Most of the artefactual types of the Early Bronze Age (in particular flintwork and pottery) also appear to fall out of use by the end of the second millennium BC, leaving only late Bronze Age metalwork as a physical indicator of a continuing human presence within the region. Finds of Bronze Age metalwork as a whole tend to be in wetland and riverine contexts, perhaps a recognition of the dominance of such habitats in the area. The largest concentration of such metalwork in the North West can be found in the Mersey Basin. In the second millennium BC this material centred on the lower reaches of the River Mersey and in particular the barrow complex at Winwick, north of Warrington. However, after c. 1200 BC the distribution of Late Bronze Age metalwork begins to extend much further up the river valleys of the Mersey Basin, perhaps indicating a shift in human activity in this period. Typical of these later finds is a piece of late Bronze Age metalwork from north-western edge of Ashton Moss in the vicinity of the Ashton Moss head but not directly associated with it. This was a bronze socketed axe head found in the 19th century with part of wooden shaft still attached. Although now lost it would seem to indicate that the Ashton Moss area saw some form of human activity in the later Bronze Age.
The archaeological evidence for human activity around Ashton Moss is very scanty. Apart from the skull, which I think we can safely call a bog body, and the late Bronze Age axe discussed above fieldwalking in 1991 recovered a single Mesolithic flint flake and three flintcores, two tools, and four waste flakes all belonging to the late Neolithic Early Bronze Age era. However, the extensive palaeoenvironmental work conducted on the moss site since 1991 (firstly by the North West Wetlands Survey research project and then by PERU) has produced evidence not only for the development of the moss itself but also for nearby human activity. The context of this research is the construction of the M66 across the middle of the moss in the mid-1990s.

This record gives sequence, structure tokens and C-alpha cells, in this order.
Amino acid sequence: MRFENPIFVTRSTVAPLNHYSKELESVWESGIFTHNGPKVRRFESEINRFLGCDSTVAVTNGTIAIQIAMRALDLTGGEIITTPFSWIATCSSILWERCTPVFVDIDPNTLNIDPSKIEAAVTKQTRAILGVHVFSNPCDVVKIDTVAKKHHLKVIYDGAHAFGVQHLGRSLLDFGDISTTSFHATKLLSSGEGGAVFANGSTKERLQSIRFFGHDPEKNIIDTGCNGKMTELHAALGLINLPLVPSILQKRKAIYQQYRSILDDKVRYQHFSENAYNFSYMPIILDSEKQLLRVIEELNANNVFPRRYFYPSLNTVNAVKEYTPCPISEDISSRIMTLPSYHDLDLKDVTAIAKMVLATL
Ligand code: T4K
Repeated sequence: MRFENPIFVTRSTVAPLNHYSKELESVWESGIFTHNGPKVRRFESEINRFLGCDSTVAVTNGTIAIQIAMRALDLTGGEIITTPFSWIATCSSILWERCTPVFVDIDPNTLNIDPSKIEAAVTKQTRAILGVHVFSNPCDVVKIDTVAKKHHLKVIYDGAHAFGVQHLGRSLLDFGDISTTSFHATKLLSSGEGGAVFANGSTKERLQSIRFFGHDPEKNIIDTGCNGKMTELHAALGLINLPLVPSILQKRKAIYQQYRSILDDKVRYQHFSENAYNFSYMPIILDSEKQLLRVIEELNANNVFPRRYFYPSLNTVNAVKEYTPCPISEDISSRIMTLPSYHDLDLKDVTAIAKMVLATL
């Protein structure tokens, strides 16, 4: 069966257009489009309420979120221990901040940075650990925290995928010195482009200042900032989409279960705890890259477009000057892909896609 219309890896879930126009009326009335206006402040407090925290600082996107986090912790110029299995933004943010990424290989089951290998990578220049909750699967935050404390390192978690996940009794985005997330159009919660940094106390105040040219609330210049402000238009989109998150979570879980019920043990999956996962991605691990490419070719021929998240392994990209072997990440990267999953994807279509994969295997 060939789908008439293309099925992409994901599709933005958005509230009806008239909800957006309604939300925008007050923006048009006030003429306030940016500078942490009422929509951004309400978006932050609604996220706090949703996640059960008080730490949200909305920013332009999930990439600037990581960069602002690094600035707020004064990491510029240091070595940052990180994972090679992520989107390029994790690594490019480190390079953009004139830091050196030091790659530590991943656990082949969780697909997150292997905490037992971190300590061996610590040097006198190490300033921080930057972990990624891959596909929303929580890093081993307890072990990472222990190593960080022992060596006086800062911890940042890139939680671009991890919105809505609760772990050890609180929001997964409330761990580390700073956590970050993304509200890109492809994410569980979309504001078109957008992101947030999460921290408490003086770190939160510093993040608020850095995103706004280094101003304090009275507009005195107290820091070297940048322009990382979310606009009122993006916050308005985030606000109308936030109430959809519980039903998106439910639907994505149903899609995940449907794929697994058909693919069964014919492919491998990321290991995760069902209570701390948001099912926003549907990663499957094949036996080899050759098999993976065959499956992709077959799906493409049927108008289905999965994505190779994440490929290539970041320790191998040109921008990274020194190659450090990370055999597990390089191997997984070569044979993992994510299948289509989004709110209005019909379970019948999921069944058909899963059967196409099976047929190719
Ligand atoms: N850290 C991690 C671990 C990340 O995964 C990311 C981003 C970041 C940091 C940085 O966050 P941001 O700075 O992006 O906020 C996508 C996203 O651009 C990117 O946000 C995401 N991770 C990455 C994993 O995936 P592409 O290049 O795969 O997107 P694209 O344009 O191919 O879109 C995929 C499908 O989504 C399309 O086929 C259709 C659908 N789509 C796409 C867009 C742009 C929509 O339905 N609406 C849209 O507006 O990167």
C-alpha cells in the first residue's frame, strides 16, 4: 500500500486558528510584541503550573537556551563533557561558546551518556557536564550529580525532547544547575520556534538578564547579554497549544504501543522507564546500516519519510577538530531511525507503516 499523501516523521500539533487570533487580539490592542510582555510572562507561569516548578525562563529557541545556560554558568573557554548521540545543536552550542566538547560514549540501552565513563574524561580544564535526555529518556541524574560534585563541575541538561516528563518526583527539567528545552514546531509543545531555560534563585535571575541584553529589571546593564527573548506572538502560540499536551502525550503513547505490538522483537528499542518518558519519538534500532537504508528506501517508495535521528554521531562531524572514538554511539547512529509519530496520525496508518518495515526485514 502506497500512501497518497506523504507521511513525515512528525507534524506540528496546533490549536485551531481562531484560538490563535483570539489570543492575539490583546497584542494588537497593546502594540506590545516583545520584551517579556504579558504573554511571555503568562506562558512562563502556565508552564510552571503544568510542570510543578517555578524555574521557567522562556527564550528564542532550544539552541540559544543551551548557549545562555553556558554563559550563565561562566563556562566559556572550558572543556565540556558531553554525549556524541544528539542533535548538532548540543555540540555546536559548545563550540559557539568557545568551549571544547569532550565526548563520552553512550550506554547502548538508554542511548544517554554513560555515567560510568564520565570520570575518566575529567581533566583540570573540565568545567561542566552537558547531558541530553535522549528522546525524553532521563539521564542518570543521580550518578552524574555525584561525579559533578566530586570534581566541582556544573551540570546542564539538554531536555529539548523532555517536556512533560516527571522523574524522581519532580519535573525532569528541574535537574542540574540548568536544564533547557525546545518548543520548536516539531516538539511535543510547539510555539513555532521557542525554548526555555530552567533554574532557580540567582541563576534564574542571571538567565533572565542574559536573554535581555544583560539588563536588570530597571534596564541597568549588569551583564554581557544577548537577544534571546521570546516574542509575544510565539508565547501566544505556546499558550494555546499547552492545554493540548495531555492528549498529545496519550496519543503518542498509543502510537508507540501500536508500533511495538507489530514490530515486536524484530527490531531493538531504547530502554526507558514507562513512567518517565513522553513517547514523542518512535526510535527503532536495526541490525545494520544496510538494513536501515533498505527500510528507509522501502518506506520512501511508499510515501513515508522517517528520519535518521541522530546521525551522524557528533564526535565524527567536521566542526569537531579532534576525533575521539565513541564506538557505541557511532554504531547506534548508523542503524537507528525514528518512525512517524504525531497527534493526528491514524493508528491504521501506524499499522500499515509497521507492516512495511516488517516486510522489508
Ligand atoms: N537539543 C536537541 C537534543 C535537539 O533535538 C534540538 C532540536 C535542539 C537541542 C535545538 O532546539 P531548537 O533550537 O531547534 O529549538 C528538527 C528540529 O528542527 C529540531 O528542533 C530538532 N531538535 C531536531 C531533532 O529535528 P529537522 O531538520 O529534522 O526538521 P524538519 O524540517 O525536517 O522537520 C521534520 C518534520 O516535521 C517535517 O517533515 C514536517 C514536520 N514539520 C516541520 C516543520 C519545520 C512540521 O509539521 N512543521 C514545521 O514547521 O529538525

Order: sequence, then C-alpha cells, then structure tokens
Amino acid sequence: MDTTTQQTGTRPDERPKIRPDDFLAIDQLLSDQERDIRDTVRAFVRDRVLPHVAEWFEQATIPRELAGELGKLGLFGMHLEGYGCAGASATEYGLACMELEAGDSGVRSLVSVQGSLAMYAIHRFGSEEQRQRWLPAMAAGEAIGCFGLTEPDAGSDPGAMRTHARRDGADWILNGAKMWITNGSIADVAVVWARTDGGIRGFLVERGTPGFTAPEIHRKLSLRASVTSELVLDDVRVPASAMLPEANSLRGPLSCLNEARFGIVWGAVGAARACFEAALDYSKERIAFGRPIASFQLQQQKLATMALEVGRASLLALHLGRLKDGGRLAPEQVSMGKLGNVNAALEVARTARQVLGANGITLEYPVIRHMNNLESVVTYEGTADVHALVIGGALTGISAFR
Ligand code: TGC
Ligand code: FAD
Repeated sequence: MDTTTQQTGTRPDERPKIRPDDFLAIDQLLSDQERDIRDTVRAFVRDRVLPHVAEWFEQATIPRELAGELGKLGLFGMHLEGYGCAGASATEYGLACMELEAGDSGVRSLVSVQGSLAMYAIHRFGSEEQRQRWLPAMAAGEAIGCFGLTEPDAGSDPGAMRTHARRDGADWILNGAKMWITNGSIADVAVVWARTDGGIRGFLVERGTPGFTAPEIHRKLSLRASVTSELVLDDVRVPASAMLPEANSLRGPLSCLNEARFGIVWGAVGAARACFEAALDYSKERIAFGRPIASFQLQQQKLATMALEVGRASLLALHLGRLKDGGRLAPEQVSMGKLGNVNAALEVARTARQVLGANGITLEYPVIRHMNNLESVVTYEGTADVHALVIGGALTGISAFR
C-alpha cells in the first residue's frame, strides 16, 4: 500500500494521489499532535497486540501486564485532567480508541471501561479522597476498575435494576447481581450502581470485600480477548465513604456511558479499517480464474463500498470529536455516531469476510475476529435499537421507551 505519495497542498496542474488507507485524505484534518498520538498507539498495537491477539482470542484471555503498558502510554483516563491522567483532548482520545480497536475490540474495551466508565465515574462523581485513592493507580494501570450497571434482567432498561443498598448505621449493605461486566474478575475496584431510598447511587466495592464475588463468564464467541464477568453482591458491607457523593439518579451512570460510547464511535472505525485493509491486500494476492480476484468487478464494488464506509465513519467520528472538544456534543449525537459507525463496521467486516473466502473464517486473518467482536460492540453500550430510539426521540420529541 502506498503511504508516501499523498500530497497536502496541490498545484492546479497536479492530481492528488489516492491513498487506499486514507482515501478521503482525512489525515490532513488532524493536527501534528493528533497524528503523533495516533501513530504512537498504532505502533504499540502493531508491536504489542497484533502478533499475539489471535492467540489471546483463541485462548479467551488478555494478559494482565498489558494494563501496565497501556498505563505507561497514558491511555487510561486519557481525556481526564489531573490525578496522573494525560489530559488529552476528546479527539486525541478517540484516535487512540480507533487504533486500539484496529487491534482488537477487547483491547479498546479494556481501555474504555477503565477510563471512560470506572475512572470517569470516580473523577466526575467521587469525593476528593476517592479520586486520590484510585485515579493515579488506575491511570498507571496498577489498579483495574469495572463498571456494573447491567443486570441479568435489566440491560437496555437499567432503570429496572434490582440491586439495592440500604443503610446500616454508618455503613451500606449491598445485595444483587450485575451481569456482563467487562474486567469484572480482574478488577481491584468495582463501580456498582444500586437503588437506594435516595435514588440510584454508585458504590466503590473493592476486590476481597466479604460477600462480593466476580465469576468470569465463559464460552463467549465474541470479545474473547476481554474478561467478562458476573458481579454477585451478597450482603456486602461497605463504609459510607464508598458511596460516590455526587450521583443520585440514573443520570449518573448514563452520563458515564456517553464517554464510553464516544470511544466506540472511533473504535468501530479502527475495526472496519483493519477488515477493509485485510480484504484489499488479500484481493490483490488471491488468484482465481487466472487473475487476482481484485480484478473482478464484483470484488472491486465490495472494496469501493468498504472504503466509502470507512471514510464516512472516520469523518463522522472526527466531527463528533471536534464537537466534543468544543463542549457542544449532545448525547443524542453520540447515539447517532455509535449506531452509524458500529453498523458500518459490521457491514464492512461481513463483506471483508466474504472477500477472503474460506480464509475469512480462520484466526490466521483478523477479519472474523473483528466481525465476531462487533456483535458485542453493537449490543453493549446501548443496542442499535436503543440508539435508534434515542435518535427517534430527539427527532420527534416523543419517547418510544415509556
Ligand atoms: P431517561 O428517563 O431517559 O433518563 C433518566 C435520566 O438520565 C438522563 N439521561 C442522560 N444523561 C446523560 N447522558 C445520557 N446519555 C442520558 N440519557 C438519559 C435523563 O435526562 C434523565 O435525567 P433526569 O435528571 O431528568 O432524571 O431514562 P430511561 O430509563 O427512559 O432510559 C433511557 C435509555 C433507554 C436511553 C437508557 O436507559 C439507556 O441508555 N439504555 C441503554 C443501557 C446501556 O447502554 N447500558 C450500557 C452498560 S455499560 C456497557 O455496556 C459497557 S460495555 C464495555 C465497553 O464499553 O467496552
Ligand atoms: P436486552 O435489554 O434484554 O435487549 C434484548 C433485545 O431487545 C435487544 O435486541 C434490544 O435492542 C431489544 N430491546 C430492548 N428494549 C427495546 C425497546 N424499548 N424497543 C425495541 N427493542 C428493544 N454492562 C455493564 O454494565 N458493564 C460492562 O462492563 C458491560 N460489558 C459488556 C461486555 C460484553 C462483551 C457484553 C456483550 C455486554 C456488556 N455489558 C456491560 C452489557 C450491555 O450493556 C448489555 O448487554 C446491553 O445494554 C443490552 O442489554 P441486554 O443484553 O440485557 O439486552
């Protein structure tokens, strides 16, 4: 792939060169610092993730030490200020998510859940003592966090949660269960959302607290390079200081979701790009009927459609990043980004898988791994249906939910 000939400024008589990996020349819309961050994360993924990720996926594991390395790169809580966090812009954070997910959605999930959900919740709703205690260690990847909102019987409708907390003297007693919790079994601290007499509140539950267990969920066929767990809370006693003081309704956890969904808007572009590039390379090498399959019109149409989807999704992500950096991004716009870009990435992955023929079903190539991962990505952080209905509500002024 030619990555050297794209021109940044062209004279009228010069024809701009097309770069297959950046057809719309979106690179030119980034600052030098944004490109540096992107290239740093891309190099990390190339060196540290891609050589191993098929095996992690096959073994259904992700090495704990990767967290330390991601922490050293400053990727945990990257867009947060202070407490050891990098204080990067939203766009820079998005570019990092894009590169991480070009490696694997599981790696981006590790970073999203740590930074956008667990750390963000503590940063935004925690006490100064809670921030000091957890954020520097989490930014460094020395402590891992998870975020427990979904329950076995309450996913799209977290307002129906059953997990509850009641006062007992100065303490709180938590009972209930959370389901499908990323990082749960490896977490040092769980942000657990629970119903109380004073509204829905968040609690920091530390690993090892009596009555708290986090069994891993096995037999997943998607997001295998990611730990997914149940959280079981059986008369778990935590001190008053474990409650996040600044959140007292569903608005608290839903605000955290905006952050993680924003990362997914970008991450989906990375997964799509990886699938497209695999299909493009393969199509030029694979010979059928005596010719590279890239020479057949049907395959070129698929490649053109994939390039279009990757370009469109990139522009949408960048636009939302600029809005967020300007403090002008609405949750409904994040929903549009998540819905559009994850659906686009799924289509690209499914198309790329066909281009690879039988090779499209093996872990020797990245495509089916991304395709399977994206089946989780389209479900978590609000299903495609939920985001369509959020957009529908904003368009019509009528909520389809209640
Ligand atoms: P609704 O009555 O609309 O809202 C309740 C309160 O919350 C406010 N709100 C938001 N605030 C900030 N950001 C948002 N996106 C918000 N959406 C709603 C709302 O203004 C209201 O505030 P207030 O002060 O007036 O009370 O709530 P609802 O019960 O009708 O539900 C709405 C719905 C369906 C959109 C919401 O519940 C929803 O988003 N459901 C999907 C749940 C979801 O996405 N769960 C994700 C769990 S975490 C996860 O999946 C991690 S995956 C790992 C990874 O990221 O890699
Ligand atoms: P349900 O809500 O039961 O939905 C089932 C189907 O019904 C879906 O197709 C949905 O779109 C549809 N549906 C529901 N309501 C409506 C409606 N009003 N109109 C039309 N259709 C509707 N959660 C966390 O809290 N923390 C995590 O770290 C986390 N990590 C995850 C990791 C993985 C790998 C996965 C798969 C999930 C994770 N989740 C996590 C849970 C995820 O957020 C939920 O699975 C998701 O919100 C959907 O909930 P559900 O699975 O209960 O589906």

Studies of six pollen profiles from across the mossland indicated the presence of human activity around the fringes of Ashton Moss.(3) Of particular interest was the occurrence of charcoal particles throughout these cores, but especially in the lower horizons of the southern portion of the’ moss. Here this evidence coincided with a drier period in the history of the mossland, possibly from 1500-900 BC, and which may suggest localised clearance activity in this area.
The Late Bronze Age date for the Ashton Moss head focuses on a period when the archaeological database of the Mersey Basin undergoes rapid change, with the ending of many of the late Neolithic and Early Bronze Age traditions in ceramics, metalwork and monument types. Consequently, the local context of this find is difficult to assess. The only activity around the mossland which may be contemporary is the occurrence of a piece of Late Bronze Age metalwork. The palaeoenvironmental evidence suggests scanty human activity around the mossland fringes, but the nature, date, and extent of this is unclear. Ultimately the Ashton Moss head remains a puzzle providing us with a tantalising glimpse into a period we know little about. Why was it deposited? Who deposited it? Where did Ashton Moss man live?
(1). Nevell, M D, 1992, A History and Archaeology of Tameside. Volume 1: Tameside Before 1066. Tameside Metropolitan Borough with the Greater Manchester Archaeological Unit, 29-31.
(2). Robinson M E & Shimwell D W, 1996, Radiocarbon Dates from Ashton Moss. A Supplementary Report. Palaeoecological Research Unit, University of Manchester, December 1996.
(3). Beenham A C, Hradil, I W, Ogle, M I, Robinson, ME & Shimwell, D W, 1996b, An Assessment of the Palaeoenvironmental Potential of the land in the ownership of Stayley Developments Ltd, Ashton Moss, Tameside, Greater Manchester. Palaeoecological Research Unit, University of Manchester, July 1996. Unpublished client report.